How can there be any concurrency in a dialogue like this? What can the missionary learn, theologically speaking, from the other person? Nothing! Because anything the person says will be mentally held up against what the missionary already believes about the Bible’s contents. If it matches, then great! If it doesn’t, the missionary must pivot to sharing the gospel message. The theological learning only moves in one direction, and only the missionary can decide if learning has successfully taken place.

This brings us back, I’m afraid, to the comment section of my Facebook post. For there, too, the evangelical gaze is alive and well. In my post, I invited people to engage in kind, thoughtful dialogue—with a reminder and caution that this is a deeply personal issue, and that many queer people would be reading the comment section. This warning failed to mitigate the evangelical gaze as it went to work comparing both me and LGBTQ folks against itself. And just as white colonizers found new peoples around the globe to be deficient in their measuring of white European-ness, so these commenters found both me and my queer friends to be deficient in their measuring of conservative evangelical-ness.

The effects of this evaluation—this judgment—are of course brutal for LGBTQ folks. Two commenters explicitly stated that there will be eternal consequences for any practicing gay person who does not repent of this sin (i.e. live a celibate life). One commenter said he will not attend any same-sex weddings, should he be invited to one. 

So to be clear, I’m not the victim here. But I do want to point out that the evangelical gaze—like its white cousin—does not spare anyone. Because I had departed from the accepted evangelical interpretations of a few Bible verses, I too needed to be judged. One commenter told me that people would be in danger of hellfire if they read and believed my words. Another said I was only interested in proving people wrong, drowning out their views, and relying on “appeals to emotion.”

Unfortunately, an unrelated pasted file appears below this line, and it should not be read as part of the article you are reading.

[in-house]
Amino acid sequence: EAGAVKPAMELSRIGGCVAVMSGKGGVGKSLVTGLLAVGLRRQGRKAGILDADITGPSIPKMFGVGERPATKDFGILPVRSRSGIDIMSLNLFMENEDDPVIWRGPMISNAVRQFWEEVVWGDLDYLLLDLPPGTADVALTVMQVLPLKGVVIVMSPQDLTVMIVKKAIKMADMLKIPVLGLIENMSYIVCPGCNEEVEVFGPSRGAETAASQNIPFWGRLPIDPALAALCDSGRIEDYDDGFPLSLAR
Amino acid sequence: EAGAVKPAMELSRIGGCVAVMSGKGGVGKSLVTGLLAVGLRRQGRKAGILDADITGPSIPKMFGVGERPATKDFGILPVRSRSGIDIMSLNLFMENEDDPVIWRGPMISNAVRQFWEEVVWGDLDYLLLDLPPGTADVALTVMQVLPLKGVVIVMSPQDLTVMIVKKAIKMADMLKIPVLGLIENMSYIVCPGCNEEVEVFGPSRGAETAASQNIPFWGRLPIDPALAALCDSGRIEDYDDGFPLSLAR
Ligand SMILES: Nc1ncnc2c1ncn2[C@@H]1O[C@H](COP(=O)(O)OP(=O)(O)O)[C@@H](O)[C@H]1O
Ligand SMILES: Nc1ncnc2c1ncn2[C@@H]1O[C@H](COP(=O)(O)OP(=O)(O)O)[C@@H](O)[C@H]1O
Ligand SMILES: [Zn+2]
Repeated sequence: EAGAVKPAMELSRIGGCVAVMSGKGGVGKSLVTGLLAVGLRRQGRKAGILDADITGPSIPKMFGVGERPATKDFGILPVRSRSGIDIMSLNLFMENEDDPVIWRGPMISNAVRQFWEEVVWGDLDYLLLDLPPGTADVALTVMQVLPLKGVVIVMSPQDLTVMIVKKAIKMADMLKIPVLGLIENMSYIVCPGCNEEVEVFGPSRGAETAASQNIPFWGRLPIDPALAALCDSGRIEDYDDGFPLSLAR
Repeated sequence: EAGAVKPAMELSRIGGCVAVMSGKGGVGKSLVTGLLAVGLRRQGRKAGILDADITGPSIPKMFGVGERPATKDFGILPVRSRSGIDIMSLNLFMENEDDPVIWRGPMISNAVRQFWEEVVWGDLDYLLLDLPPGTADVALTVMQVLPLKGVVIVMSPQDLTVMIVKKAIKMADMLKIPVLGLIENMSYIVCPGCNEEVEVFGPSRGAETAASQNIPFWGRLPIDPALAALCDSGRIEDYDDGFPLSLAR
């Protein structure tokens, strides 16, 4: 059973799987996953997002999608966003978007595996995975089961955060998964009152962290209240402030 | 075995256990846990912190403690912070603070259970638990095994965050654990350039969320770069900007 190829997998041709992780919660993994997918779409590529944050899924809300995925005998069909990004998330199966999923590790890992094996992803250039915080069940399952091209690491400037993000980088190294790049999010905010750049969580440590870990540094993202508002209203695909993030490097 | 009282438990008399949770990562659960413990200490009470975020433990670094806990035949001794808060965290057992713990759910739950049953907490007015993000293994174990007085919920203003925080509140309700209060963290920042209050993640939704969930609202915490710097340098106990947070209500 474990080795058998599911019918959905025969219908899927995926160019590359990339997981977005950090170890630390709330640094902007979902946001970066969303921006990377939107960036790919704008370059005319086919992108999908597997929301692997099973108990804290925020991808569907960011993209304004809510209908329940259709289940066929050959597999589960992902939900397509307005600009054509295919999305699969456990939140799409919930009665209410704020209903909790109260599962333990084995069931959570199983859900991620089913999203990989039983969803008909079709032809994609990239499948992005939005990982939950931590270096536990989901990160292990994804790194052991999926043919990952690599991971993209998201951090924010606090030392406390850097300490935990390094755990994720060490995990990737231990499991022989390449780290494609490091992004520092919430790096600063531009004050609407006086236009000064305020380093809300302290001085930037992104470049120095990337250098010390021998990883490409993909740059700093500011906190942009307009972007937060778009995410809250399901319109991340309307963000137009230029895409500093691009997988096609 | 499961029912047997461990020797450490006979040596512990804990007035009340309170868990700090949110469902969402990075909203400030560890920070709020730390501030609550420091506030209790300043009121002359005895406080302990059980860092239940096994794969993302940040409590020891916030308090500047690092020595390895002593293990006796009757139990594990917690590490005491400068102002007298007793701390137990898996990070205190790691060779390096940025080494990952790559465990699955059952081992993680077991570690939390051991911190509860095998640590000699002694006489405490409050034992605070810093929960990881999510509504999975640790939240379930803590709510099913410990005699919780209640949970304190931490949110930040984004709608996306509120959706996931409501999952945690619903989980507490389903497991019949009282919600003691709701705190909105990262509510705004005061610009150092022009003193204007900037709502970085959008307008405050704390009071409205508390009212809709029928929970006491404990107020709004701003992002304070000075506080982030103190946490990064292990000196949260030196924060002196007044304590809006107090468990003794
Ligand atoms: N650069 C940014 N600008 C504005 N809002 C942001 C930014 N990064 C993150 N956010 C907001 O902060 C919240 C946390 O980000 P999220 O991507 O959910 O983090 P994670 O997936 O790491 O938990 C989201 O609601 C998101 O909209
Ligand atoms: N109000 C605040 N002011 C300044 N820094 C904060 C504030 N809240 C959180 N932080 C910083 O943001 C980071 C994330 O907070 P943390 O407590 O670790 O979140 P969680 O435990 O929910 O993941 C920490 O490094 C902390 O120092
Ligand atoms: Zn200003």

Friends, I’m sure that if you’ve taken a risk to speak, stand, or act for anyone in the margins, you too have felt the pain that comes with solidarity. I pray you will not grow weary! We are all called to follow Jesus into intimacy with those who are hurting and oppressed. 

I hope that as you’ve taken even small steps like mine to work for justice, you have had the blessing to see some fruit. When I posted my article, even as the evangelical gaze turned upon me, I received a private message from an old friend of mine who is queer. They told me that reading my piece was “the first time in a long time I haven’t felt hated from someone who I associate with the church.”

Those words, while affirming to me, are utterly heartbreaking. 

But I hope they inspire you, as they do me, to keep working for love and justice. Even when judgment is lurking. I’ll leave you with an excerpt from my comment section, when I replied to someone who warned me that I am heading down a dangerous path:

We have arrived at something we can agree on: I am walking down a dangerous road. The road of solidarity with oppressed and marginalized people is always dangerous. It was dangerous for the prophets, dangerous for Jesus, and it is dangerous for folks like me. It’s dangerous because there is always a powerful religious class (Pharisees, conservative evangelicals) who benefit from maintaining a status quo that privileges people who look, act, and think like they do, a status quo that provides the absolution and sanction they need. When those privileges are threatened, it means danger for those in the margins and anyone who chooses to stand with them.

Perhaps someday you’ll join me where it’s dangerous.

About The Author


Jon Mathieu (MDiv, Pittsburgh Theological Seminary) is a pastor at Harbor Online Community, an inclusive online church. He is also the community engagement editor for the Christian Century, a progressive ecumenical magazine. He lives in Chicago, IL.